February 20, 2014 Leave a comment
February 13, 2014 4 Comments
Because my children are very small, they do not, at this stage, look for themselves in books. Their brains don’t work like that yet – they take themselves for granted, since they are the centre of the universe, and they look instead for the people they see around them. Oonagh, who is two, likes to find Maggie, who is five. They point out when characters look like Mommy. And they get very special delight out of finding Daddy.
Not that it happens very often. Daddy doesn’t turn up in books very often, and when he does, he’s not the guy you want to root for. Among the characters my kids have identified as “daddy”:
My children are generally perplexed by the daddies they see in books, who, at best, they identify as being their Uncle Gordon. They tend to be pudgy, pale, balding fellows who look like this:
I am a big believer that representation in media matters, especially to children. Kids learn from books. That’s why we read to them so willingly. I am constantly on the lookout not just for books that represent the kids in diverse ways, but the families as well. Kids can learn to be ashamed of or embarrassed by their family situation at a shockingly young age, and I’m keen to head that off at the pass. Your daddy isn’t a bad guy, girls, no matter what Disney likes to say.
I have recommended Jill Thompson’s Magic Trixie here before, but it has recently re-emerged as a favourite in this house. Maggie recommended it for Keep Toronto Reading two years ago.
I have a lot of reasons for loving Magic Trixie, as a geeky parent. It’s a graphic novel, a form intrinsic to my childrens’ nerd heritage. It features cool, quirky children depicted in age-appropriate ways, unlike the similar-but-actually-completely-reprehensible Monster High brand. It’s funny, readable and beautiful. It shows a variety of (admittedly heteronormative) families of many colours and, best of all, the daddy looks like Daddy.
Fighting the tide of crummy media representation is a huge chore, made harder if you have specific characters you are looking for in your stories. Kids don’t need to see their family everywhere, but when they see families depicted in only one way over and over – they get the message. We’ve tried to balance things in our house.
Pop over to Jim C. Hines’s blog and read his ongoing series of guest-posts about representation. There are some heartbreaking stories, but also some fantastic recommendations. However you or your family identify, there is great fiction to identify with. The trick is just finding it.
February 6, 2014 7 Comments
There is some excellent discussion over at E. Catherine Tobler’s blog about reading women, something we should all be doing more. There is nothing new under the sun: this issue comes up all the time (as it should), and in particular I remember the furor that followed this article in the Guardian three years ago. We all swore up and down to read more women, and some excellent people swore to read only women to make up for it.
Do we? Well. A cursory look at my most recent reads on Goodreads reveals I’m sitting at about 50%, which is good, but I still feel disconnected. I force myself to read a lot of women when I am reading “good for me” books. Capital-L Literature. I need to read George Eliot just as badly as I need to read Thomas Hardy. But when people ask me who I love best? Those writers I will reach for each and every time I can? All men. Eco, Dumas, Stephenson, Chabon, Murakami. My favourite books are all written by men. Tolstoy, Peake, Herbert, Heller. I am a terrible cheerleader for women’s writing.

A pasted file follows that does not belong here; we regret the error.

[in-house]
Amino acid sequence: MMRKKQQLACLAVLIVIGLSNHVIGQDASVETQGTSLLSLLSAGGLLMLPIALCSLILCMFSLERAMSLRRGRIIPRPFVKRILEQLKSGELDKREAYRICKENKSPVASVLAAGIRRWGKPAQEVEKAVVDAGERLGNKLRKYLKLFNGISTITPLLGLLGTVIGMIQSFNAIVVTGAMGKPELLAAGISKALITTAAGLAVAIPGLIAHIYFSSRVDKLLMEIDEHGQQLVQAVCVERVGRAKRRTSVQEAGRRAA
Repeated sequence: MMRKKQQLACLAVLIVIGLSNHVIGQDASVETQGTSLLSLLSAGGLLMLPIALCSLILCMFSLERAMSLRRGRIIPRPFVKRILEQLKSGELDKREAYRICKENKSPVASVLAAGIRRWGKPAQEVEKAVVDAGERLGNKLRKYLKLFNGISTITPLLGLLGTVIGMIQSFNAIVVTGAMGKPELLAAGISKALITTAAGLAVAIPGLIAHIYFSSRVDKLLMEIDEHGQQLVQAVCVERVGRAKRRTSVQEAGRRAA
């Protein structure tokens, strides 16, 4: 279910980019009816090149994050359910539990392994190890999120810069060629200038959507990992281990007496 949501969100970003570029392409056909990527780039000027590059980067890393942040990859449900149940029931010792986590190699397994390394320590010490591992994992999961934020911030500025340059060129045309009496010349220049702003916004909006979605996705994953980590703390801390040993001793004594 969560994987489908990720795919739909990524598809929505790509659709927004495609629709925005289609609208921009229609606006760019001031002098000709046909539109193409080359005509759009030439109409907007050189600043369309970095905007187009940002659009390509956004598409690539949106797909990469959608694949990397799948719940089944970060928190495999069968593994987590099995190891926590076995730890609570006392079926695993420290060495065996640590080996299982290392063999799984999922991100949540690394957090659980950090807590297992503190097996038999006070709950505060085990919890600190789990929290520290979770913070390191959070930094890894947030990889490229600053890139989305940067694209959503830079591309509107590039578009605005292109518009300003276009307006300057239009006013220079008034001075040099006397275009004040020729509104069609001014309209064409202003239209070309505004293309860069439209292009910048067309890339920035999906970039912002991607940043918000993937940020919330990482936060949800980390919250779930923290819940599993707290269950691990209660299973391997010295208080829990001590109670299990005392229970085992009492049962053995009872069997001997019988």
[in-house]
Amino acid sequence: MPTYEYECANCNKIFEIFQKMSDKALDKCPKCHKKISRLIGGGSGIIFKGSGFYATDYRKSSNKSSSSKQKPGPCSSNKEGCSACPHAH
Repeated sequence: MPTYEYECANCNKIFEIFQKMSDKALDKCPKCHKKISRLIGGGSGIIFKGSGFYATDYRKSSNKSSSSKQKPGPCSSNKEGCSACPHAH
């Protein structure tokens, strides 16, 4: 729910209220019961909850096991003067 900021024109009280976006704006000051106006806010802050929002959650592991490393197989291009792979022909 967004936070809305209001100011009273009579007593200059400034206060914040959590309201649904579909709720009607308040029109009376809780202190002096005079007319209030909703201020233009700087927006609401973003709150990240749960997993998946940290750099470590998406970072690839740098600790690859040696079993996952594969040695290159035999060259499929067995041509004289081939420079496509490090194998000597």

But this wasn’t always the case. When I was deep into reading fantasy and mythic fiction in the late 90s and early ’00s, every single book I loved was by a woman.
Every. Single. One.
What happened? How did I fail to keep up? Now, ten, fifteen years later, I don’t know who else came up to join the women whose writing I once loved. A lot of the women I used to read have retired, vanished, or died. The new generation seems to be writing YA. I am tired of reading about teenagers.
So I put this to the crowd. I have made a list below of the books I loved as a young woman. Can you recommend anything to me that I might love now? I hardly remember the books, aside from that I loved them – and it is possible that my tastes have matured and changed. That might explain why, for example, I feel such a strong attraction to alt historical novels, and yet I hated Naomi Novik’s His Majesty’s Dragon. Maybe I have moved on? Or maybe not. Try me.
The Mabinogion Tetralogy by Evangeline Walton
Jonathan Strange & Mr Norrell by Susanna Clarke
The Wood Wife by Terri Windling
Tam Lin by Pamela Dean
The Fox Woman by Kij Johnson
The Innamorati by Midori Snyder
The Stars Dispose by Michaela Roessner
The Moon and the Sun by Vonda McIntyre
The Death of the Necromancer by Martha Wells
The Shadow of Albion by Andre Norton & Rosemary Edghill
February 5, 2014 Leave a comment
After nearly a year on hiatus I am almost ready to relaunch the blog! What have I been up to? Writing, mostly. While I’m rebuilding, I hope you’ll follow me on Twitter @CharlotteAshley! You can also read my short story review column, Clavis Aurea, at ChiZine.com.
See you soon!
February 6, 2013 1 Comment
It was a random act. Last spring I contributed to an Indigeogo campaign to help Irish cartoonist Dale O’Flaherty get to TCAF. I had no idea who Dale was, nor was I familiar with his work, but his Tumblr was cute and it was cheap to pitch in. Shouldn’t everyone have the chance to hit the awesomeness that is TCAF? So I kicked in a bit.